After six days Jesus took with him Peter, James and John the brother of James, and led them up a high mountain by themselves. There he was transfigured before them. His face shone like the sun, and his clothes became as white as the light. Just then there appeared before them Moses and Elijah, talking with Jesus.
Matthew 17:1-3 (NIV)
I was never much of a science guy back in school. It just wasn’t my jam. The further I get in my life journey, however, the more fascinated I’ve become by it. In particular, I find it fascinating the mysteries being uncovered and discovered. I learned as a child that the atom was the smallest “building block” of matter, but physicists have discovered a number of subatomic particles, with even more of them theorized. What’s crazy is that they behave in strange ways we don’t understand. I find it fascinating that we are at once discovering the expanding universe and its mysteries at the same time we’re discovering newer layers of the building blocks of the universe and their mysteries. In either direction, macro or micro, we’re making mind-blowing discoveries beyond our current comprehension. Amazing.
I mention this because the further I get in my spiritual journey, the more aware I’ve become of the connectedness of the Great Story and the mysteries of eternity to which it points. Jesus was always making a distinction between earth-bound thinking and eternity-centric thinking. He continually contrasted the kingdoms of this world to the kingdom of God, earth as opposed to heaven, temporal as opposed to eternal. This is not confined to Jesus. In fact, it’s connected throughout the Great Story.
In today’s chapter, Matthew records one of the most mysterious episodes in Jesus’ story. Jesus takes His inner circle of followers and goes up a mountain. In an instant, Jesus is revealed in His eternal glory. Light brighter than you can imagine, a dense cloud, a voice from within the cloud, and then two beings appearing with Him: Moses and Elijah.
Jesus said in His message on the hill that He didn’t come to “abolish the Law and the Prophets, but to fulfill them.” The climactic event for the Hebrew people was their deliverance from slavery in Egypt and the God giving of the Law to Moses on a mountain. If you go back and read about that event in Exodus chapters 19 and 20, there are amazing parallels between that episode and the episode described in today’s chapter.
Both events happened on mountains. Jesus shines like the sun, just like Moses whose face was so bright after returning from the mountain that he had to wear a veil over his face (Ex 34:29-35). Both involved seemingly natural phenomena of clouds/smoke and God’s voice from the midst. The former event precipitated the giving of the Law, the latter precipitated the fulfillment of it. Why did Moses and Elijah appear with Jesus? Moses was the instrument of giving. Jesus was the instrument of fulfillment. Moses represented the Law, Elijah represented the Prophets, and Jesus was the fulfillment of both just as He said He came to do. The Transfiguration was a bookend event to Moses’ receiving the Law on Mt. Sinai.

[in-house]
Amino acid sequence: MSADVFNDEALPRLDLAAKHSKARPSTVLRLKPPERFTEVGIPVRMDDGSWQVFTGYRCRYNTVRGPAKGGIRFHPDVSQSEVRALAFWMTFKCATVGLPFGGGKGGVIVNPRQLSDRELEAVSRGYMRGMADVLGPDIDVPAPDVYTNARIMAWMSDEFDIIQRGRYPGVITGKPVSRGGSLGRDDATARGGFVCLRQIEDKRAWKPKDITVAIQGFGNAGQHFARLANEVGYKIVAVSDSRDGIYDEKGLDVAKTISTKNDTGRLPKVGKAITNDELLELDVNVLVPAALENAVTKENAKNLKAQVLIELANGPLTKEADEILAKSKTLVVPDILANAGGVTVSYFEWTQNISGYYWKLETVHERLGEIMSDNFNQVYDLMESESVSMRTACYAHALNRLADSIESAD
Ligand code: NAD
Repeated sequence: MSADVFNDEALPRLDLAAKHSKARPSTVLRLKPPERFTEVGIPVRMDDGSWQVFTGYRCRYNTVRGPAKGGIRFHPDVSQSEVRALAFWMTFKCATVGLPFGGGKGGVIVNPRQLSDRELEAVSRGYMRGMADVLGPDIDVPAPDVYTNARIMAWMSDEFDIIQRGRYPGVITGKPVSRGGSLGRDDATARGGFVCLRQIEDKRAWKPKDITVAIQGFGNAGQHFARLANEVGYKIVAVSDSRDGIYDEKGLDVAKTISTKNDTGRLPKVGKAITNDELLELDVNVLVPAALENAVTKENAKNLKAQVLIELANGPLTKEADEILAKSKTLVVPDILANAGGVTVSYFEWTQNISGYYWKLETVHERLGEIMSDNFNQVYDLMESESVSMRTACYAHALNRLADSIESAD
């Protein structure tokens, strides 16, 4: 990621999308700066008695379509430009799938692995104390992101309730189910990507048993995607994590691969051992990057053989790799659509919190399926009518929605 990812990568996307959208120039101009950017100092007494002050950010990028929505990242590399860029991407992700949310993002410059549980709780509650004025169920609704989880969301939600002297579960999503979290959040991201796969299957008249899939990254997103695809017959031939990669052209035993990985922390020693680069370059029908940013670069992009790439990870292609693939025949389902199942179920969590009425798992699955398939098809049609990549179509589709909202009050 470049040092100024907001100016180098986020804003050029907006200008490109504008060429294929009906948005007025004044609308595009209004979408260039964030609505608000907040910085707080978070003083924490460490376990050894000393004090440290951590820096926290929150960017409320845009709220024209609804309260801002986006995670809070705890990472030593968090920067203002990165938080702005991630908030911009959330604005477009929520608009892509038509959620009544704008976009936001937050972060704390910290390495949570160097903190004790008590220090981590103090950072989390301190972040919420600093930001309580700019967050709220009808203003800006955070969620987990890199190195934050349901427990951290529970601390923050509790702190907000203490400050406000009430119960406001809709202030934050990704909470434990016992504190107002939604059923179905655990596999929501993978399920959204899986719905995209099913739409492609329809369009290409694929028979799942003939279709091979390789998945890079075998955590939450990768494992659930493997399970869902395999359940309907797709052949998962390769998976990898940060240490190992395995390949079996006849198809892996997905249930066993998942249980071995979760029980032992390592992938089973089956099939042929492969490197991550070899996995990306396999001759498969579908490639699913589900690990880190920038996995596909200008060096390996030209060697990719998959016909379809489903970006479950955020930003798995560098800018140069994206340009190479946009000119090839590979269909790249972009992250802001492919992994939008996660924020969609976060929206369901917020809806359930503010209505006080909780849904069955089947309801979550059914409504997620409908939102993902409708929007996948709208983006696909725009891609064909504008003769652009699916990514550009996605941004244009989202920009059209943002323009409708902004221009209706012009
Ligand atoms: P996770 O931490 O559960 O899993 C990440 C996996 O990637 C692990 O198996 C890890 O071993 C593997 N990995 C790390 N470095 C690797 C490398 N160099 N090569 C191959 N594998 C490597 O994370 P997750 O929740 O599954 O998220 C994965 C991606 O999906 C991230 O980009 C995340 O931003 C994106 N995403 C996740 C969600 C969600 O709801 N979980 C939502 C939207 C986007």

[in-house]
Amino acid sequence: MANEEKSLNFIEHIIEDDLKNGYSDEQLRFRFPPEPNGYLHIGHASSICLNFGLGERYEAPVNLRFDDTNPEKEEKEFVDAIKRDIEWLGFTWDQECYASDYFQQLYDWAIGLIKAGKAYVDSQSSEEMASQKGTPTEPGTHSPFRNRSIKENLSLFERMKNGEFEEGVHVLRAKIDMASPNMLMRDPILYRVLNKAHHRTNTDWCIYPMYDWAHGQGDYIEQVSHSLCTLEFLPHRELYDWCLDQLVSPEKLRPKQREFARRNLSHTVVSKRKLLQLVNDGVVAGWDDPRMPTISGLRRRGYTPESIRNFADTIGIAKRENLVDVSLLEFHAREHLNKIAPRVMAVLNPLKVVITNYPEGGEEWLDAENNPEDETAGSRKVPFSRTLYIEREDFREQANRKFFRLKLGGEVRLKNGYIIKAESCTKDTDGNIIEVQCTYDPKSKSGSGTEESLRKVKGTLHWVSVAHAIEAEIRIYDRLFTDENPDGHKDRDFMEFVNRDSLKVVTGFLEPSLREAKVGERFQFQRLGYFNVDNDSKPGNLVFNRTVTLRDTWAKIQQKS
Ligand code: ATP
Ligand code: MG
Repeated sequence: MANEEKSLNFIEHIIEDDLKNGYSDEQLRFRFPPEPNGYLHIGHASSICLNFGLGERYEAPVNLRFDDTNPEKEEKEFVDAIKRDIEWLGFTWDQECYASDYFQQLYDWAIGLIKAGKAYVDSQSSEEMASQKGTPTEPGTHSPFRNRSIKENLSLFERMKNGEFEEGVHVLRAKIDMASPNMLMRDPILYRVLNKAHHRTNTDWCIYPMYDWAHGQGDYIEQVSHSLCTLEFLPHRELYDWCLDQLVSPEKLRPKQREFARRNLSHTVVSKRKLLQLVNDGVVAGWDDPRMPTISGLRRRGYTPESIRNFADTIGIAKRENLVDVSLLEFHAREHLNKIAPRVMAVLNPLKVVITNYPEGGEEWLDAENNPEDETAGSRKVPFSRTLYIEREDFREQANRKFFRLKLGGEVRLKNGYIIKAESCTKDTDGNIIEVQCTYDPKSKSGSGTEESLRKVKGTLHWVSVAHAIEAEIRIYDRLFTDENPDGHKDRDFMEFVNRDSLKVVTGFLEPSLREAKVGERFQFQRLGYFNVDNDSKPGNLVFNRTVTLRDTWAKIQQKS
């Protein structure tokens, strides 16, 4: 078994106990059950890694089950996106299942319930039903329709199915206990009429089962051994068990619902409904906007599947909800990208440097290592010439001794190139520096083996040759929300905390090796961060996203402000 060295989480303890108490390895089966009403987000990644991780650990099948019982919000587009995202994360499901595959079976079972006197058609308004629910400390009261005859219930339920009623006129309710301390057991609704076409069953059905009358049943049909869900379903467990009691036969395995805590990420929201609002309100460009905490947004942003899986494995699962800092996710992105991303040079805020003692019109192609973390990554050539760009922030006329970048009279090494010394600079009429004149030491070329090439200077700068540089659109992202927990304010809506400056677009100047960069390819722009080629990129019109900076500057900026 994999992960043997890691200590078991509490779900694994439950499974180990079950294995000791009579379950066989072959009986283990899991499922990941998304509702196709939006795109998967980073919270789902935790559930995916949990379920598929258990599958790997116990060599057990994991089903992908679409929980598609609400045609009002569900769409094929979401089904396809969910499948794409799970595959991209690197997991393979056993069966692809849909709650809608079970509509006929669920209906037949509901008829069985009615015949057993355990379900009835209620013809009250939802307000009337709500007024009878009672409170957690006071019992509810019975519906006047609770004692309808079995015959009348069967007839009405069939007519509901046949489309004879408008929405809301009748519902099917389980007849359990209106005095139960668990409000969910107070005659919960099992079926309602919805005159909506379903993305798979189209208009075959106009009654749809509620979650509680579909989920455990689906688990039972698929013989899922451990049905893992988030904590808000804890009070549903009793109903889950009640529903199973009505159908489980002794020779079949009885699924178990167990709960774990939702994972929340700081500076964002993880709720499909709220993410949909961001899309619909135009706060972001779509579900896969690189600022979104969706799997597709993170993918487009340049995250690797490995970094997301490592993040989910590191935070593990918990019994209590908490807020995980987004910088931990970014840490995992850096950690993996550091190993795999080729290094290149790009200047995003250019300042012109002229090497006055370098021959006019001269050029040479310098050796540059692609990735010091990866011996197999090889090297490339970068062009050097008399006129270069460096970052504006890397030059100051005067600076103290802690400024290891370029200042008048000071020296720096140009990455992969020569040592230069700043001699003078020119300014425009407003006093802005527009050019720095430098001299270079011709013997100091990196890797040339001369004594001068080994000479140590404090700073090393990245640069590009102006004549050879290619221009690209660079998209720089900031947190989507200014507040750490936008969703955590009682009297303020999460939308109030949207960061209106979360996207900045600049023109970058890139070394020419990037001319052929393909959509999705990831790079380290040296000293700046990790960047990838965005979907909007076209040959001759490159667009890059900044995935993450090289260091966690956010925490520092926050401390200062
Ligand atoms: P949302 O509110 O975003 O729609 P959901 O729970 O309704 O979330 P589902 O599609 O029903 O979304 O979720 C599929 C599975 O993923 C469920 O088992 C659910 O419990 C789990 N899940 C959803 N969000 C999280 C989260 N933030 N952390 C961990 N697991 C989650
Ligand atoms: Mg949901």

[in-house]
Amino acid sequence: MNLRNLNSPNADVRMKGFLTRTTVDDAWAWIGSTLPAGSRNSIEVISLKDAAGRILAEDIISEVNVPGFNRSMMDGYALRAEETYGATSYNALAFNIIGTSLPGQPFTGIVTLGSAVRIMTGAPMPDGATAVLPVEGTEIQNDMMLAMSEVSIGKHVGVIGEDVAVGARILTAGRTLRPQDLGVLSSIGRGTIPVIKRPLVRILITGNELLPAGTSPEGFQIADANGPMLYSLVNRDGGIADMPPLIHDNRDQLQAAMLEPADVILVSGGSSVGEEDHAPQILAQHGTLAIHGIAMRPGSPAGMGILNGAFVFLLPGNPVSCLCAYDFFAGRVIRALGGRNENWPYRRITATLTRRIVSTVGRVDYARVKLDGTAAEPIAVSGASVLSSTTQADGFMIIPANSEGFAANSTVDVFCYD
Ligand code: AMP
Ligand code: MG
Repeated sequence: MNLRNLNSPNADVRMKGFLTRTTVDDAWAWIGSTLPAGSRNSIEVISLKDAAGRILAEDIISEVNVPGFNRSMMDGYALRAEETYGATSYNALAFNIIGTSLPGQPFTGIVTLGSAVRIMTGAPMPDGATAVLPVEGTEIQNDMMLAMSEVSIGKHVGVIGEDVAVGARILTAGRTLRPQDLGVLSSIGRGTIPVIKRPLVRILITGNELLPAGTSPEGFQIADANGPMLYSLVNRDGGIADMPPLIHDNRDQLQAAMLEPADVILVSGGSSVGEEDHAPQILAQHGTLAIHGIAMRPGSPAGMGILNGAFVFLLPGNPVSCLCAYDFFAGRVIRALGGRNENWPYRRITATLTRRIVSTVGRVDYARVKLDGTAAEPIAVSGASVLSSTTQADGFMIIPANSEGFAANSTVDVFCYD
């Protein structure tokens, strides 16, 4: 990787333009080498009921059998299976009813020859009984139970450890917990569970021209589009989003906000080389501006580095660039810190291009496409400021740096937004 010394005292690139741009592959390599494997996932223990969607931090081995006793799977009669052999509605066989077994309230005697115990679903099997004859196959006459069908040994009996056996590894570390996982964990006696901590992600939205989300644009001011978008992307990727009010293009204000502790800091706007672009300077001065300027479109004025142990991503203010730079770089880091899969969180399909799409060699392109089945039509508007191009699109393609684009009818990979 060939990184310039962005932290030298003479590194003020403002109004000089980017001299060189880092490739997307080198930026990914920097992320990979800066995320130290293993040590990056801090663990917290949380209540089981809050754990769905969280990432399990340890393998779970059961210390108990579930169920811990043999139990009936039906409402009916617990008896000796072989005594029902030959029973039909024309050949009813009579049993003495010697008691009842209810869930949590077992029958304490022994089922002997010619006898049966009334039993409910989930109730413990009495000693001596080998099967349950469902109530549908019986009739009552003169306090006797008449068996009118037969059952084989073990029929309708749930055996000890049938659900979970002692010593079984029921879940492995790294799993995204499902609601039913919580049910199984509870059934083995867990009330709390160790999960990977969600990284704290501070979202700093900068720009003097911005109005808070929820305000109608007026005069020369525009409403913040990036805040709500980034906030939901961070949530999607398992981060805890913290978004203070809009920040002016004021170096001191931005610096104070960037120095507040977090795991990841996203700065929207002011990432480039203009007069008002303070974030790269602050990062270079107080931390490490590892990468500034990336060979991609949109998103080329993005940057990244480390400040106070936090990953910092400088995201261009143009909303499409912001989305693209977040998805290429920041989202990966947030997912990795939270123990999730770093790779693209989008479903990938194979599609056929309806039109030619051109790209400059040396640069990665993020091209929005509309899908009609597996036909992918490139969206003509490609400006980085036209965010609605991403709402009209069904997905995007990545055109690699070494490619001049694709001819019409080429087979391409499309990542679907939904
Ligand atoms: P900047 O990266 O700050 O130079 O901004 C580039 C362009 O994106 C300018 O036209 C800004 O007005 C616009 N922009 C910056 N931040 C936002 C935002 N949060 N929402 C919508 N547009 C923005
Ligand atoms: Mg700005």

What struck me as I read the episode again today was the instantaneous transfiguration from temporal normal to eternal glory and then the instantaneous transfiguration back from eternal glory to temporal normal, along with the disciples’ terror.
In the quiet this morning, I find myself contemplating the probability (based on evidence in the Great Story) that the veil between earth and glory is thinner than I’ve ever imagined. I live, move, and have my being in an earthbound, three-dimensional world which frames my thinking and perception. But physicists now theorize that there are actually 11 dimensions (or more). There’s more to it than I ever realized, which is exactly what Jesus continually tried to get His followers to understand.
“Truly I tell you, if you have faith as small as a mustard seed, you can say to this mountain, ‘Move from here to there,’ and it will move. Nothing will be impossible for you.”
In essence, Jesus is saying that there is an eternal reality that is more real than the earthy reality I experience in three dimensions with my five senses. He called it “the Kingdom of God” and He asked me as His follower to seek it, find it, see it, believe it, and allow it to transform the way I live, move, and have my being on this earthly journey.
Jesus chastised Peter in yesterday’s chapter for being so bound to his earthy perceptions that he couldn’t see heaven’s intentions. The further I get in my spiritual journey, the more convinced I am that every time Jesus tells His followers to expand their faith, He’s encouraging me to open my mind and spirit to see what is beyond my human senses yet just as real as physical matter. It is already woven into creation itself. I believe it’s right there behind the veil that is thinner than I imagine.
If you know anyone who might be encouraged by today’s post, please share.